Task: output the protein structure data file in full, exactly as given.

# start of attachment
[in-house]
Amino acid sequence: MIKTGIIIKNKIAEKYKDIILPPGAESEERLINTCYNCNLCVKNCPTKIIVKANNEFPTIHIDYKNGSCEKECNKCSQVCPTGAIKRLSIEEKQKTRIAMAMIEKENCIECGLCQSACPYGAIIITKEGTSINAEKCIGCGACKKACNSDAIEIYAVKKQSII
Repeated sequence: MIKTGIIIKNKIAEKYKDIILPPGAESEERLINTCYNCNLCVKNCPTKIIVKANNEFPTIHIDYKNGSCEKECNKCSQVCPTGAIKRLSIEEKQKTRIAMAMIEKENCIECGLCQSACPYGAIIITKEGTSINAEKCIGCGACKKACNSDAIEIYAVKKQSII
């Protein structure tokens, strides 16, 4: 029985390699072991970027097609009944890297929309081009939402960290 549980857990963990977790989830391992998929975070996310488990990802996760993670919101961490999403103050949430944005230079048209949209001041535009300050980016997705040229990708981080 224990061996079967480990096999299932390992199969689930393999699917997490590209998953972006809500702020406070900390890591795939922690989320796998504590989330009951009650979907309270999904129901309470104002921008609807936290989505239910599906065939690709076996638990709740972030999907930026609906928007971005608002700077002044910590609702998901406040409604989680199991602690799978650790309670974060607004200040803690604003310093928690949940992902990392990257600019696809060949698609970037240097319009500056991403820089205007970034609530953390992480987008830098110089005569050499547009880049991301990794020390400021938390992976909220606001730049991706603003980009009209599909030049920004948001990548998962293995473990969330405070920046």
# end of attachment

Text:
[in-house]
Amino acid sequence: MIKTGIIIKNKIAEKYKDIILPPGAESEERLINTCYNCNLCVKNCPTKIIVKANNEFPTIHIDYKNGSCEKECNKCSQVCPTGAIKRLSIEEKQKTRIAMAMIEKENCIECGLCQSACPYGAIIITKEGTSINAEKCIGCGACKKACNSDAIEIYAVKKQSII
Repeated sequence: MIKTGIIIKNKIAEKYKDIILPPGAESEERLINTCYNCNLCVKNCPTKIIVKANNEFPTIHIDYKNGSCEKECNKCSQVCPTGAIKRLSIEEKQKTRIAMAMIEKENCIECGLCQSACPYGAIIITKEGTSINAEKCIGCGACKKACNSDAIEIYAVKKQSII
């Protein structure tokens, strides 16, 4: 029985390699072991970027097609009944890297929309081009939402960290 549980857990963990977790989830391992998929975070996310488990990802996760993670919101961490999403103050949430944005230079048209949209001041535009300050980016997705040229990708981080 224990061996079967480990096999299932390992199969689930393999699917997490590209998953972006809500702020406070900390890591795939922690989320796998504590989330009951009650979907309270999904129901309470104002921008609807936290989505239910599906065939690709076996638990709740972030999907930026609906928007971005608002700077002044910590609702998901406040409604989680199991602690799978650790309670974060607004200040803690604003310093928690949940992902990392990257600019696809060949698609970037240097319009500056991403820089205007970034609530953390992480987008830098110089005569050499547009880049991301990794020390400021938390992976909220606001730049991706603003980009009209599909030049920004948001990548998962293995473990969330405070920046």